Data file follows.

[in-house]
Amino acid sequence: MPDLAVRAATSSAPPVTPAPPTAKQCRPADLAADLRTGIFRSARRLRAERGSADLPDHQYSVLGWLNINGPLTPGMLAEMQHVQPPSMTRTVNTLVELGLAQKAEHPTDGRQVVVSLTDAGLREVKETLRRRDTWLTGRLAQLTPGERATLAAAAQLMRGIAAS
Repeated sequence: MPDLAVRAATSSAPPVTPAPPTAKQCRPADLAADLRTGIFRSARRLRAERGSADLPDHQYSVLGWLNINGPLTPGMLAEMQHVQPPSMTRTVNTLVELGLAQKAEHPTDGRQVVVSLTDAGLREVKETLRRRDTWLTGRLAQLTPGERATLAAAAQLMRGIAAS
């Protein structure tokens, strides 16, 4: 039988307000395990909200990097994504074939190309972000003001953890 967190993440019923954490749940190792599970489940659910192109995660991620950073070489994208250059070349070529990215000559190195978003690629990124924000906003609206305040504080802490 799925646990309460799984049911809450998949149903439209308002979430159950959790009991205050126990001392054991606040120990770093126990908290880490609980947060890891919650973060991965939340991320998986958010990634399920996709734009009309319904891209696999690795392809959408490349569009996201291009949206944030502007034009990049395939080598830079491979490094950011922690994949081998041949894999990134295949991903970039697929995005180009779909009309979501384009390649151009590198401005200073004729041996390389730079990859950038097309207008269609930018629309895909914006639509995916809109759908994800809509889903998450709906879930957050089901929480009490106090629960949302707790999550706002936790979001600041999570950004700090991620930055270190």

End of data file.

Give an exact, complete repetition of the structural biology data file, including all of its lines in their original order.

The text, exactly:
[in-house]
Amino acid sequence: MPDLAVRAATSSAPPVTPAPPTAKQCRPADLAADLRTGIFRSARRLRAERGSADLPDHQYSVLGWLNINGPLTPGMLAEMQHVQPPSMTRTVNTLVELGLAQKAEHPTDGRQVVVSLTDAGLREVKETLRRRDTWLTGRLAQLTPGERATLAAAAQLMRGIAAS
Repeated sequence: MPDLAVRAATSSAPPVTPAPPTAKQCRPADLAADLRTGIFRSARRLRAERGSADLPDHQYSVLGWLNINGPLTPGMLAEMQHVQPPSMTRTVNTLVELGLAQKAEHPTDGRQVVVSLTDAGLREVKETLRRRDTWLTGRLAQLTPGERATLAAAAQLMRGIAAS
């Protein structure tokens, strides 16, 4: 039988307000395990909200990097994504074939190309972000003001953890 967190993440019923954490749940190792599970489940659910192109995660991620950073070489994208250059070349070529990215000559190195978003690629990124924000906003609206305040504080802490 799925646990309460799984049911809450998949149903439209308002979430159950959790009991205050126990001392054991606040120990770093126990908290880490609980947060890891919650973060991965939340991320998986958010990634399920996709734009009309319904891209696999690795392809959408490349569009996201291009949206944030502007034009990049395939080598830079491979490094950011922690994949081998041949894999990134295949991903970039697929995005180009779909009309979501384009390649151009590198401005200073004729041996390389730079990859950038097309207008269609930018629309895909914006639509995916809109759908994800809509889903998450709906879930957050089901929480009490106090629960949302707790999550706002936790979001600041999570950004700090991620930055270190």